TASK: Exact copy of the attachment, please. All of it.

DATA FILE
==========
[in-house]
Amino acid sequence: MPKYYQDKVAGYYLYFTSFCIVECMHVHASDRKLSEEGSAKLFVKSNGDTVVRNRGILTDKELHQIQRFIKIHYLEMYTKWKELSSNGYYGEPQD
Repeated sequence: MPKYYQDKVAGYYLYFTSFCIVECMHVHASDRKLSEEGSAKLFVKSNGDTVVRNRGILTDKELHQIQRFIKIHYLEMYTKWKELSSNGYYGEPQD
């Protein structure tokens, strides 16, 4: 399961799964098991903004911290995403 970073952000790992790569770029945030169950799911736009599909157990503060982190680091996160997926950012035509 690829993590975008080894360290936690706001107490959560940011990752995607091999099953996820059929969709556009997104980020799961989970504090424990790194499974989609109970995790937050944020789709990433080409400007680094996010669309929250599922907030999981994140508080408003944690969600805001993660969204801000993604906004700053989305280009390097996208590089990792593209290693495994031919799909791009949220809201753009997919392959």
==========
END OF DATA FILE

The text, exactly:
[in-house]
Amino acid sequence: MPKYYQDKVAGYYLYFTSFCIVECMHVHASDRKLSEEGSAKLFVKSNGDTVVRNRGILTDKELHQIQRFIKIHYLEMYTKWKELSSNGYYGEPQD
Repeated sequence: MPKYYQDKVAGYYLYFTSFCIVECMHVHASDRKLSEEGSAKLFVKSNGDTVVRNRGILTDKELHQIQRFIKIHYLEMYTKWKELSSNGYYGEPQD
């Protein structure tokens, strides 16, 4: 399961799964098991903004911290995403 970073952000790992790569770029945030169950799911736009599909157990503060982190680091996160997926950012035509 690829993590975008080894360290936690706001107490959560940011990752995607091999099953996820059929969709556009997104980020799961989970504090424990790194499974989609109970995790937050944020789709990433080409400007680094996010669309929250599922907030999981994140508080408003944690969600805001993660969204801000993604906004700053989305280009390097996208590089990792593209290693495994031919799909791009949220809201753009997919392959």